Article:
How do you make rosé? Add red wine to white wine (according to the EU)

This one really takes the cake. I mean, we’ve heard about a number of dumb things being done in Europe – and especially in France – to weaken and vilify wine.

Laws that prohibit just about every publicity about wine, and equate its online presence to pornography, a prohibitionist mood that seems to rival the American one from the 19th Century, new rules on appellations that are not exactly a boon for preserving the centuries-old identity of regions and vineyards… Things are not going great for this pillar of French culture, to use a euphemism. So much so that a recent survey showed that a majority of citizens judged that wine was “risky”.

But now, the whiz kids that are putting together wine regulations for the EU (more…)

It’s AWBA time again

It’s that time of the year again. The Oscars, the Grammys… the American Wine Blog Awards.

These Wine Blog Awards were created by Tom Wark of Wark Communications and the Fermentation Blog, one of the most widely read wine blogs on the web. They are now in their third year, and were created with an interesting mix of public voting and judging in mind.

Right now, until midnight tomorrow, February 8, you can nominate your favorite wine blogs by simply leaving a comment in the appropriate category on Tom’s blog (please feel free to nominate this blog, if you’ve enjoyed it – just not in the graphics category…). From there, a panel of judges will select four blogs in each category as finalists. And then, the vote will be open to the public again. The more suggestions at this point, the better the chances for the finalists to be representative of what people are reading and enjoying in the growing world of wine blogs.

So go ahead and nominate. Then come back and vote, when the finalists are out. A little recognition goes a long way for wine bloggers, who more often than not are doing this in their spare time, with little or no revenue in return.

Published in: on February 7, 2009 at 3:51 pm  Leave a Comment  
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California wines for Obama’s inauguration – and thoughts about wine at the White House

I have to say that Americans sure know how to throw a big party. Case in point, Barack Obama’s inauguration, which is drawing an incredible line-up of artists over these few days, and millions of people in tow, to witness this historic occasion.

It may be presumed that, at some of these functions, wine will be served.

Actually, it is certain that wine will be served, including three California wines at the Inaugural Luncheon, served for the new president, the vice-president, their wives, and 200 other members of Washington’s who’s who, in the Hall of the Capitol.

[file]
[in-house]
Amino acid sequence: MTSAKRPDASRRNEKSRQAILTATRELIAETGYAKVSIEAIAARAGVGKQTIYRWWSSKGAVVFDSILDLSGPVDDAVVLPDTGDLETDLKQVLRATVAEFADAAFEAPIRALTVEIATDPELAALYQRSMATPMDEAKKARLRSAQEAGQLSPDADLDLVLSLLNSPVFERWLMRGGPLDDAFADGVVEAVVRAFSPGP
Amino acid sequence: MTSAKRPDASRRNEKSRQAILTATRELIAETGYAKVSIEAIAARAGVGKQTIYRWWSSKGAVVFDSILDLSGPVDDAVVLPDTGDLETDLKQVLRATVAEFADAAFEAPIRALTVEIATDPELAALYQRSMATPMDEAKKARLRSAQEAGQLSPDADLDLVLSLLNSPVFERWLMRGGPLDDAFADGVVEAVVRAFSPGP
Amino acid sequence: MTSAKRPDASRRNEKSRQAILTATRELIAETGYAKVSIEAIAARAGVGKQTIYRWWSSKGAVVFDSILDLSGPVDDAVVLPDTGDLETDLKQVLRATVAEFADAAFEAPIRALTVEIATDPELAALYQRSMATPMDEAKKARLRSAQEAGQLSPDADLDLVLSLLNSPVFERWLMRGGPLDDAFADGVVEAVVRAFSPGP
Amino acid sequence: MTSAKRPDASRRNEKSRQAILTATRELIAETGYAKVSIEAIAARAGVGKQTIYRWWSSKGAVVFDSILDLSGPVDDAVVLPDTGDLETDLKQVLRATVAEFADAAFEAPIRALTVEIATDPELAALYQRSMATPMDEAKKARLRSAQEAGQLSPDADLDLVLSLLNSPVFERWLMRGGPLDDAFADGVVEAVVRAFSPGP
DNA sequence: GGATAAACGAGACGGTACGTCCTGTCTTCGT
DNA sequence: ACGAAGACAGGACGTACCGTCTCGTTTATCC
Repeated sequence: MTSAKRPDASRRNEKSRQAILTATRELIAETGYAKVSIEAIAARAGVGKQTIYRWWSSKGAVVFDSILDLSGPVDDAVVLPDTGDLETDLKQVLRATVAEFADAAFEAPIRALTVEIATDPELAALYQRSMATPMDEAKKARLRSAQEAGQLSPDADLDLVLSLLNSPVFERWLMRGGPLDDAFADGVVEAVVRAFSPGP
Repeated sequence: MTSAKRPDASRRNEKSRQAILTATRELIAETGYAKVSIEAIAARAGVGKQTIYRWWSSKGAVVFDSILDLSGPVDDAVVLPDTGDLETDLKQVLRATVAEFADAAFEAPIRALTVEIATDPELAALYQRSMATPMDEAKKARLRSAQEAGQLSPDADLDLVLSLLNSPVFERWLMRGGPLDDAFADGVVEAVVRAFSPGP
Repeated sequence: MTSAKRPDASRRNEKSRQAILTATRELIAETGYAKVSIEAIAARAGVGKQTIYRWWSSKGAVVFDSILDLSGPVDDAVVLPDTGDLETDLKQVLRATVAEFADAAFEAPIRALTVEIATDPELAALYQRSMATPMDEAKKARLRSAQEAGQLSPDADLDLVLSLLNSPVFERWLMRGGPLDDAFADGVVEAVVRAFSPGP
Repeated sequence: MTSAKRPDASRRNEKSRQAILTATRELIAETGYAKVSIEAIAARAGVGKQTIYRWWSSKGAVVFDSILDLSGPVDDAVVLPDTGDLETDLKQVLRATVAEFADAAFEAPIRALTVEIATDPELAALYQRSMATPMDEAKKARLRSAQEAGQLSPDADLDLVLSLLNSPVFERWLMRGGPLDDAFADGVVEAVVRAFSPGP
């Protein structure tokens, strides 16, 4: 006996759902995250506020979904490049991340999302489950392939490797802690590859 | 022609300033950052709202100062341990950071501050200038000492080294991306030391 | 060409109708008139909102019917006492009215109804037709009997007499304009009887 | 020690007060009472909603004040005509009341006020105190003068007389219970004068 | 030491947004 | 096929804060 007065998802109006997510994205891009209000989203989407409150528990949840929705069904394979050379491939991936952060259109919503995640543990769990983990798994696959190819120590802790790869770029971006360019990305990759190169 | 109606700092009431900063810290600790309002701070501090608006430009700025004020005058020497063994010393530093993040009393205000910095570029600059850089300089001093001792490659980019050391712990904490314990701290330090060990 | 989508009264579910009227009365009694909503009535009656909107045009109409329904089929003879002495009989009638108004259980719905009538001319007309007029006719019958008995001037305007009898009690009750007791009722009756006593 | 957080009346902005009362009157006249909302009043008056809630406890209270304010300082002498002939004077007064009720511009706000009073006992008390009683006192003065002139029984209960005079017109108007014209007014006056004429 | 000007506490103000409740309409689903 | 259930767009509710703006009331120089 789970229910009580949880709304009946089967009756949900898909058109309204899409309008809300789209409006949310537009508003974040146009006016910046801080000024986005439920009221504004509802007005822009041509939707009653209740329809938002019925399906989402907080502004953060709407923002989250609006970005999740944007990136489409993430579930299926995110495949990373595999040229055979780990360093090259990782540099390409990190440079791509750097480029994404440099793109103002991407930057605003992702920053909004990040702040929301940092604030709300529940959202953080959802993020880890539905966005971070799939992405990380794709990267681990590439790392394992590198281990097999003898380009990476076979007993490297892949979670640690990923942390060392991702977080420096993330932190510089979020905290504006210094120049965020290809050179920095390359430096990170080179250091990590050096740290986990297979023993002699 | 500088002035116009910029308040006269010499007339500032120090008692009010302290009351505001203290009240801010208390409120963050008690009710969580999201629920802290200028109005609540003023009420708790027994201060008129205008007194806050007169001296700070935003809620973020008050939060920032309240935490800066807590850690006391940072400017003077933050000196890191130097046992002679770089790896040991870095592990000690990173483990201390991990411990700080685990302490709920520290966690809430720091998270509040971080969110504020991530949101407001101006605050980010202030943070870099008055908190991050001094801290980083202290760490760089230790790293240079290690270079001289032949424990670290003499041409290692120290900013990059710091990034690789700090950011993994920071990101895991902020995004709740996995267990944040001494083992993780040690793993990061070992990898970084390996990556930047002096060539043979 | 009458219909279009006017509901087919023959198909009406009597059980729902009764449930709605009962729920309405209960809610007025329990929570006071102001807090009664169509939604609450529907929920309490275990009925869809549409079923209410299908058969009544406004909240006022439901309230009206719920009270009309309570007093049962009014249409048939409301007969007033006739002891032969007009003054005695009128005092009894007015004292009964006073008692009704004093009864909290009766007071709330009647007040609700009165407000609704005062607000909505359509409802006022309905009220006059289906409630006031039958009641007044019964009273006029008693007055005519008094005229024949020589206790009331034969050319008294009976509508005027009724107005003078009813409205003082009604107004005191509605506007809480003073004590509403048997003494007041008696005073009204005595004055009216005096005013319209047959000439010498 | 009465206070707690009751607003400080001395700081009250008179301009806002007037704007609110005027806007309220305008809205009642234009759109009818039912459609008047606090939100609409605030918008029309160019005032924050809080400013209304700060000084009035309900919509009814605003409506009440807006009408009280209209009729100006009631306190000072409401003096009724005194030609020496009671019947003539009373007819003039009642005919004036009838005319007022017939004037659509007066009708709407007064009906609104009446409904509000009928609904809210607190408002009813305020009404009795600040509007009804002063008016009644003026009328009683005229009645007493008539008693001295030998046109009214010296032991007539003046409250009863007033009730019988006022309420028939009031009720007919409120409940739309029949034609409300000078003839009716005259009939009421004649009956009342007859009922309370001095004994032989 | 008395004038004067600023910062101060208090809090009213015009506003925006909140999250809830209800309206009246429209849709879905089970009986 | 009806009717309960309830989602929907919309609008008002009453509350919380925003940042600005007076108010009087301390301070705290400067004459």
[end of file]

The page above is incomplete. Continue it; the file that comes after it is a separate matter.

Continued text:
In honor of the bicentennial of Abraham Lincoln’s birth, (more…)

Wine and the economic downturn: a sense of paradox

It’s a story about the Emerald Inn in the New York Times that got me thinking about the whole, strange relationship between wine (and booze in general) and the economy.

You see, the Emerald Inn is a historic pub from New York’s Upper West Side that was supposed to close in the spring, because its rent was set to more than double in the red-hot Big Apple real estate market. Until that market tanked, and the owners saw that they’d never get a tenant who could pay that much. The owners traded down a bit (but still raised the rent), and so the Guinness will keep flowing, and the customers will keep drinking. And everyone seems happy. And if they’re not, they’ll probably be drowning their sorrow in an extra pint anyways.

Which is a bit what has been happening in the wine business over the holidays. (more…)

Twitter Recipe #1: Wine suggestions for Anthony’s white bean sunchoke purée crostini (and another recipe)

The other day, I was getting ready to cook some white beans, and wanted to take the dish in a different direction than what I usually do. So knowing that I have many friends on Twitter who are well-versed in the culinary arts of the Mediterranean, I tweeted for suggestions while the beans simmered and got many good ideas.

Caroline (aka @gastrolinguista) suggested a Fabada, a bean dish with chorizo and saffron, among other things. I wound up doing a kind of fabada, that evening, with some of my homemade chorizo and dry-cured bacon.